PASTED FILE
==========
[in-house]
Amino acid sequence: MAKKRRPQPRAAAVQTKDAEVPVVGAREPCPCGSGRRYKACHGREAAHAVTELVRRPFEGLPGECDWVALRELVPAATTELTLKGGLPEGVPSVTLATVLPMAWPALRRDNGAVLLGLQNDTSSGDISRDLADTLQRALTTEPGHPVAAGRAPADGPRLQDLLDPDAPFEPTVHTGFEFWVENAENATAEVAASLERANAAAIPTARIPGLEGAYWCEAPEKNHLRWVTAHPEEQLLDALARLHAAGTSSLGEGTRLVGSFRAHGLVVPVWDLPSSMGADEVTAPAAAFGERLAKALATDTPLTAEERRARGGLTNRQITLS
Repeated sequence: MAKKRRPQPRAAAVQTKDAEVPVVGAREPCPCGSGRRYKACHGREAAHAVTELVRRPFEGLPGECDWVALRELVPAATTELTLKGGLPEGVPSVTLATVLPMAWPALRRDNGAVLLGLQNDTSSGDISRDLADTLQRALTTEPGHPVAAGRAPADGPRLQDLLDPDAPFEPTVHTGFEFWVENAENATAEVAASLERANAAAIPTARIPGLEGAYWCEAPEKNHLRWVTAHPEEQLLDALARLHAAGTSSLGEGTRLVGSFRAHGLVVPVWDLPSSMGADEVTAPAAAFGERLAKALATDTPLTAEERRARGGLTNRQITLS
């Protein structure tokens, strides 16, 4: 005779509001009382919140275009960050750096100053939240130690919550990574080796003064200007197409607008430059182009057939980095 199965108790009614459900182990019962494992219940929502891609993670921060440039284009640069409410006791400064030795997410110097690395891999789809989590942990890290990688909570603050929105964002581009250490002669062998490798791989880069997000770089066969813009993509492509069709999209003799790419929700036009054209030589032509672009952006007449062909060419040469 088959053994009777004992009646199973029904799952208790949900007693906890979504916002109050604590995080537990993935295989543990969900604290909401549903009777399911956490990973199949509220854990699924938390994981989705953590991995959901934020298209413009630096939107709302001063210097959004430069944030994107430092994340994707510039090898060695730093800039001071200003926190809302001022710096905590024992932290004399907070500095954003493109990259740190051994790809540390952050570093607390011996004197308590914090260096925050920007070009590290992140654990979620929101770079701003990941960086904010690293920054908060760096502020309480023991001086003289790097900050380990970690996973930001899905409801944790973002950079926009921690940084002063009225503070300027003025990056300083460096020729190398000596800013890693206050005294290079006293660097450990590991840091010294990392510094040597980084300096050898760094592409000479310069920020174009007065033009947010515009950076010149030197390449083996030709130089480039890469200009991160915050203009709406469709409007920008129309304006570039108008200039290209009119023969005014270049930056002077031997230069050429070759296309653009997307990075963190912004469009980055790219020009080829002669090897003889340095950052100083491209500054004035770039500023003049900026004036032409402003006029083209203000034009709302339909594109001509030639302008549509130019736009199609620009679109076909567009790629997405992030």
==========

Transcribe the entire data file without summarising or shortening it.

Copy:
[in-house]
Amino acid sequence: MAKKRRPQPRAAAVQTKDAEVPVVGAREPCPCGSGRRYKACHGREAAHAVTELVRRPFEGLPGECDWVALRELVPAATTELTLKGGLPEGVPSVTLATVLPMAWPALRRDNGAVLLGLQNDTSSGDISRDLADTLQRALTTEPGHPVAAGRAPADGPRLQDLLDPDAPFEPTVHTGFEFWVENAENATAEVAASLERANAAAIPTARIPGLEGAYWCEAPEKNHLRWVTAHPEEQLLDALARLHAAGTSSLGEGTRLVGSFRAHGLVVPVWDLPSSMGADEVTAPAAAFGERLAKALATDTPLTAEERRARGGLTNRQITLS
Repeated sequence: MAKKRRPQPRAAAVQTKDAEVPVVGAREPCPCGSGRRYKACHGREAAHAVTELVRRPFEGLPGECDWVALRELVPAATTELTLKGGLPEGVPSVTLATVLPMAWPALRRDNGAVLLGLQNDTSSGDISRDLADTLQRALTTEPGHPVAAGRAPADGPRLQDLLDPDAPFEPTVHTGFEFWVENAENATAEVAASLERANAAAIPTARIPGLEGAYWCEAPEKNHLRWVTAHPEEQLLDALARLHAAGTSSLGEGTRLVGSFRAHGLVVPVWDLPSSMGADEVTAPAAAFGERLAKALATDTPLTAEERRARGGLTNRQITLS
């Protein structure tokens, strides 16, 4: 005779509001009382919140275009960050750096100053939240130690919550990574080796003064200007197409607008430059182009057939980095 199965108790009614459900182990019962494992219940929502891609993670921060440039284009640069409410006791400064030795997410110097690395891999789809989590942990890290990688909570603050929105964002581009250490002669062998490798791989880069997000770089066969813009993509492509069709999209003799790419929700036009054209030589032509672009952006007449062909060419040469 088959053994009777004992009646199973029904799952208790949900007693906890979504916002109050604590995080537990993935295989543990969900604290909401549903009777399911956490990973199949509220854990699924938390994981989705953590991995959901934020298209413009630096939107709302001063210097959004430069944030994107430092994340994707510039090898060695730093800039001071200003926190809302001022710096905590024992932290004399907070500095954003493109990259740190051994790809540390952050570093607390011996004197308590914090260096925050920007070009590290992140654990979620929101770079701003990941960086904010690293920054908060760096502020309480023991001086003289790097900050380990970690996973930001899905409801944790973002950079926009921690940084002063009225503070300027003025990056300083460096020729190398000596800013890693206050005294290079006293660097450990590991840091010294990392510094040597980084300096050898760094592409000479310069920020174009007065033009947010515009950076010149030197390449083996030709130089480039890469200009991160915050203009709406469709409007920008129309304006570039108008200039290209009119023969005014270049930056002077031997230069050429070759296309653009997307990075963190912004469009980055790219020009080829002669090897003889340095950052100083491209500054004035770039500023003049900026004036032409402003006029083209203000034009709302339909594109001509030639302008549509130019736009199609620009679109076909567009790629997405992030």